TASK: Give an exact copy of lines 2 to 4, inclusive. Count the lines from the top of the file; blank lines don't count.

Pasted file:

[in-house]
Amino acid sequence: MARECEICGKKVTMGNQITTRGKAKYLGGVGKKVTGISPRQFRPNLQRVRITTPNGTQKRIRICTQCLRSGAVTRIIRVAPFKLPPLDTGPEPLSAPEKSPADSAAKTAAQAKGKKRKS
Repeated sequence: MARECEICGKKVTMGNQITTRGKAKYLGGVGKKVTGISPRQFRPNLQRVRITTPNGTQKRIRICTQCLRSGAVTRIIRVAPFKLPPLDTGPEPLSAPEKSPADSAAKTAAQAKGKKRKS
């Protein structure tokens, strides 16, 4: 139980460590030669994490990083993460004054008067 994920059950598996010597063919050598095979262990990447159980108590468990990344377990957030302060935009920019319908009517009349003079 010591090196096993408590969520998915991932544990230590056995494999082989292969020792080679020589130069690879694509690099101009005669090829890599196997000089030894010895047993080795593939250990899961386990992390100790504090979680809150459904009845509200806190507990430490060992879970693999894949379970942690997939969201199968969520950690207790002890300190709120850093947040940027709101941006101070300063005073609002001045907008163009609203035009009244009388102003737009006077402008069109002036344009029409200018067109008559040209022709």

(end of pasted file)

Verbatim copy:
Amino acid sequence: MARECEICGKKVTMGNQITTRGKAKYLGGVGKKVTGISPRQFRPNLQRVRITTPNGTQKRIRICTQCLRSGAVTRIIRVAPFKLPPLDTGPEPLSAPEKSPADSAAKTAAQAKGKKRKS
Repeated sequence: MARECEICGKKVTMGNQITTRGKAKYLGGVGKKVTGISPRQFRPNLQRVRITTPNGTQKRIRICTQCLRSGAVTRIIRVAPFKLPPLDTGPEPLSAPEKSPADSAAKTAAQAKGKKRKS
């Protein structure tokens, strides 16, 4: 139980460590030669994490990083993460004054008067 994920059950598996010597063919050598095979262990990447159980108590468990990344377990957030302060935009920019319908009517009349003079 010591090196096993408590969520998915991932544990230590056995494999082989292969020792080679020589130069690879694509690099101009005669090829890599196997000089030894010895047993080795593939250990899961386990992390100790504090979680809150459904009845509200806190507990430490060992879970693999894949379970942690997939969201199968969520950690207790002890300190709120850093947040940027709101941006101070300063005073609002001045907008163009609203035009009244009388102003737009006077402008069109002036344009029409200018067109008559040209022709």